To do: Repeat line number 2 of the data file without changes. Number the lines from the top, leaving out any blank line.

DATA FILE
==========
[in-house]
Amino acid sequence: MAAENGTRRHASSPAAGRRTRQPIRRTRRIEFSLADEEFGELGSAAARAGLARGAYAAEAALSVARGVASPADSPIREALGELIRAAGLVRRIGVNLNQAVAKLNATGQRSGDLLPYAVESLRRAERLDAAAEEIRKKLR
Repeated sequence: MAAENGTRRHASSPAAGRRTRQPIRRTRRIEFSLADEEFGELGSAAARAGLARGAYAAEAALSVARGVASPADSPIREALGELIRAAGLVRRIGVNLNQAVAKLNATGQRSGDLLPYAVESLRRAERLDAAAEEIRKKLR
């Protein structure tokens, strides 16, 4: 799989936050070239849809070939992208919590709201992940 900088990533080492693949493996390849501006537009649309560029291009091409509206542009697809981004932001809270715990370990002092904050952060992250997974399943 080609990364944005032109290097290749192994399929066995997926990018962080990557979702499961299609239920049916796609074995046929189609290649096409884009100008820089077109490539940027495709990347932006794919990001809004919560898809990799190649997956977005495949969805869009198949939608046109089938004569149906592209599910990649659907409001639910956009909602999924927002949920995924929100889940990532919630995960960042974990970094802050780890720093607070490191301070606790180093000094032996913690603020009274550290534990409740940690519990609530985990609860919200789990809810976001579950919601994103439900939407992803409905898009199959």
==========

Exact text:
Amino acid sequence: MAAENGTRRHASSPAAGRRTRQPIRRTRRIEFSLADEEFGELGSAAARAGLARGAYAAEAALSVARGVASPADSPIREALGELIRAAGLVRRIGVNLNQAVAKLNATGQRSGDLLPYAVESLRRAERLDAAAEEIRKKLR